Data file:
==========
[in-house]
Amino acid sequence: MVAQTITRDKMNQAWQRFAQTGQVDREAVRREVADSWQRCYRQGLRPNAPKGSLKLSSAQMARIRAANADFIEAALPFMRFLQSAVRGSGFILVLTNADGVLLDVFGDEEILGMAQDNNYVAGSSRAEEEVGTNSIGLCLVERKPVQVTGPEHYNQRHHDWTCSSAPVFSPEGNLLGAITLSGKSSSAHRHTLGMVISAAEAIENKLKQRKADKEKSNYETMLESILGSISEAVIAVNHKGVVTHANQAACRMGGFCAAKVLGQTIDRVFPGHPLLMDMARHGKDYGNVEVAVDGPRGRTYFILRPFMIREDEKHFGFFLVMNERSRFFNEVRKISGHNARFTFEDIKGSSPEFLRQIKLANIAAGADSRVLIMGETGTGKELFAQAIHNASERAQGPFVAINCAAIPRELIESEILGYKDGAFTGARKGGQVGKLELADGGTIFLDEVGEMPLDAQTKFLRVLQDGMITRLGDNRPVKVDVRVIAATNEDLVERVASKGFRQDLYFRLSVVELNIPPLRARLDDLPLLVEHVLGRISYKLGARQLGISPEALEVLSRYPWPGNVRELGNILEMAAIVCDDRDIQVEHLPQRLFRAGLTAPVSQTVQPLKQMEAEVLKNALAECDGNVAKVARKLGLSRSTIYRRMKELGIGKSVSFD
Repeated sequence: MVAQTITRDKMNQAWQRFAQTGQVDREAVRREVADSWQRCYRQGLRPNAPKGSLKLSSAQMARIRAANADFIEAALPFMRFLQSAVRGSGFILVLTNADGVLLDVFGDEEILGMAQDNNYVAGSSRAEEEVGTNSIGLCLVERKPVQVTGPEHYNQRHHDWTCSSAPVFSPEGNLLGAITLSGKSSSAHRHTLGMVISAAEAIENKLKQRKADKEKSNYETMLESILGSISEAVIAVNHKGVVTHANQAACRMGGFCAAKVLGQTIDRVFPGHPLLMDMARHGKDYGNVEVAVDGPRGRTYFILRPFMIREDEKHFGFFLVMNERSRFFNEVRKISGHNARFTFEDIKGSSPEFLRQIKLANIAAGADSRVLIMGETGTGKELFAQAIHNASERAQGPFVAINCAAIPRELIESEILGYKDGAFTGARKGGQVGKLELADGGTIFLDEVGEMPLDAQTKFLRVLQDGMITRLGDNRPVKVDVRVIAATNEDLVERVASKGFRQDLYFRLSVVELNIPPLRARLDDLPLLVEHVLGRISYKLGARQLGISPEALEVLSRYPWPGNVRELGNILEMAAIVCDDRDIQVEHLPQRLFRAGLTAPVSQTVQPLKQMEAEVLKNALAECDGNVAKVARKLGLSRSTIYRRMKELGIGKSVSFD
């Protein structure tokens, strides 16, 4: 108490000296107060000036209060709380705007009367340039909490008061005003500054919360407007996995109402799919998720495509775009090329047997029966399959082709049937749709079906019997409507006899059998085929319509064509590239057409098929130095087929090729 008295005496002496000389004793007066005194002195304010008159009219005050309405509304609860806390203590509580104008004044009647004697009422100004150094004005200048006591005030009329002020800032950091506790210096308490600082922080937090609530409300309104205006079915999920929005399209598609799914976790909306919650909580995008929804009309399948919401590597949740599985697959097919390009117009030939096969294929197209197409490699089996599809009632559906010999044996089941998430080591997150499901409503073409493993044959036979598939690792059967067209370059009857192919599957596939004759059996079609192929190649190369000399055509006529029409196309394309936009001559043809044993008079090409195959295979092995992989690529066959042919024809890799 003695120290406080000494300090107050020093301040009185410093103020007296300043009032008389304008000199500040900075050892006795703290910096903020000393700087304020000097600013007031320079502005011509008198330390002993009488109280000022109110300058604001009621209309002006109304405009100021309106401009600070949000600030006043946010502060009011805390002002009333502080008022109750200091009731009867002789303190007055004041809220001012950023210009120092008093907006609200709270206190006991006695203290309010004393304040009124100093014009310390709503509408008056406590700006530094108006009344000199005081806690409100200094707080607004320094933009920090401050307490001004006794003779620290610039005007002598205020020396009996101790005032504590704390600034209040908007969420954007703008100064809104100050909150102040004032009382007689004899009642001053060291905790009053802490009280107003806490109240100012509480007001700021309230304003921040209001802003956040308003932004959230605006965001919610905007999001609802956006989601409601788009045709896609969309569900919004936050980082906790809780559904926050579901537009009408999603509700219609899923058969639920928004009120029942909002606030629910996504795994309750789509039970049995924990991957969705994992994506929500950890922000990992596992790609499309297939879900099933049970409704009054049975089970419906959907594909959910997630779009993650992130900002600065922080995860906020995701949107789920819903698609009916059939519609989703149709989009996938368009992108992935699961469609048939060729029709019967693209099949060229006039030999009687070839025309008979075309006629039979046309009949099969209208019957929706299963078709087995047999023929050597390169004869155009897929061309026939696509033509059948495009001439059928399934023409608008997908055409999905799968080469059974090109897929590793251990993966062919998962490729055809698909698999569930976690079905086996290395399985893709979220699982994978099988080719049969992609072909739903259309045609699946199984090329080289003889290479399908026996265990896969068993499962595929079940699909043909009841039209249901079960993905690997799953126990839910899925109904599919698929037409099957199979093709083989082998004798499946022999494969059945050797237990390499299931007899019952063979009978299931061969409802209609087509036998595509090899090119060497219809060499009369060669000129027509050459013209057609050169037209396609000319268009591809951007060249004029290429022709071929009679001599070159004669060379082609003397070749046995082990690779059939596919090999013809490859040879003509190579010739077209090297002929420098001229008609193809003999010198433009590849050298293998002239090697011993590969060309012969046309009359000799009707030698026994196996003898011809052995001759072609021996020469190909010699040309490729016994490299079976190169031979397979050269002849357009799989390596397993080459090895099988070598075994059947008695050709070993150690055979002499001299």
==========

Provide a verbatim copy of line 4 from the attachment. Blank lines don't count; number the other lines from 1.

């Protein structure tokens, strides 16, 4: 108490000296107060000036209060709380705007009367340039909490008061005003500054919360407007996995109402799919998720495509775009090329047997029966399959082709049937749709079906019997409507006899059998085929319509064509590239057409098929130095087929090729 008295005496002496000389004793007066005194002195304010008159009219005050309405509304609860806390203590509580104008004044009647004697009422100004150094004005200048006591005030009329002020800032950091506790210096308490600082922080937090609530409300309104205006079915999920929005399209598609799914976790909306919650909580995008929804009309399948919401590597949740599985697959097919390009117009030939096969294929197209197409490699089996599809009632559906010999044996089941998430080591997150499901409503073409493993044959036979598939690792059967067209370059009857192919599957596939004759059996079609192929190649190369000399055509006529029409196309394309936009001559043809044993008079090409195959295979092995992989690529066959042919024809890799 003695120290406080000494300090107050020093301040009185410093103020007296300043009032008389304008000199500040900075050892006795703290910096903020000393700087304020000097600013007031320079502005011509008198330390002993009488109280000022109110300058604001009621209309002006109304405009100021309106401009600070949000600030006043946010502060009011805390002002009333502080008022109750200091009731009867002789303190007055004041809220001012950023210009120092008093907006609200709270206190006991006695203290309010004393304040009124100093014009310390709503509408008056406590700006530094108006009344000199005081806690409100200094707080607004320094933009920090401050307490001004006794003779620290610039005007002598205020020396009996101790005032504590704390600034209040908007969420954007703008100064809104100050909150102040004032009382007689004899009642001053060291905790009053802490009280107003806490109240100012509480007001700021309230304003921040209001802003956040308003932004959230605006965001919610905007999001609802956006989601409601788009045709896609969309569900919004936050980082906790809780559904926050579901537009009408999603509700219609899923058969639920928004009120029942909002606030629910996504795994309750789509039970049995924990991957969705994992994506929500950890922000990992596992790609499309297939879900099933049970409704009054049975089970419906959907594909959910997630779009993650992130900002600065922080995860906020995701949107789920819903698609009916059939519609989703149709989009996938368009992108992935699961469609048939060729029709019967693209099949060229006039030999009687070839025309008979075309006629039979046309009949099969209208019957929706299963078709087995047999023929050597390169004869155009897929061309026939696509033509059948495009001439059928399934023409608008997908055409999905799968080469059974090109897929590793251990993966062919998962490729055809698909698999569930976690079905086996290395399985893709979220699982994978099988080719049969992609072909739903259309045609699946199984090329080289003889290479399908026996265990896969068993499962595929079940699909043909009841039209249901079960993905690997799953126990839910899925109904599919698929037409099957199979093709083989082998004798499946022999494969059945050797237990390499299931007899019952063979009978299931061969409802209609087509036998595509090899090119060497219809060499009369060669000129027509050459013209057609050169037209396609000319268009591809951007060249004029290429022709071929009679001599070159004669060379082609003397070749046995082990690779059939596919090999013809490859040879003509190579010739077209090297002929420098001229008609193809003999010198433009590849050298293998002239090697011993590969060309012969046309009359000799009707030698026994196996003898011809052995001759072609021996020469190909010699040309490729016994490299079976190169031979397979050269002849357009799989390596397993080459090895099988070598075994059947008695050709070993150690055979002499001299």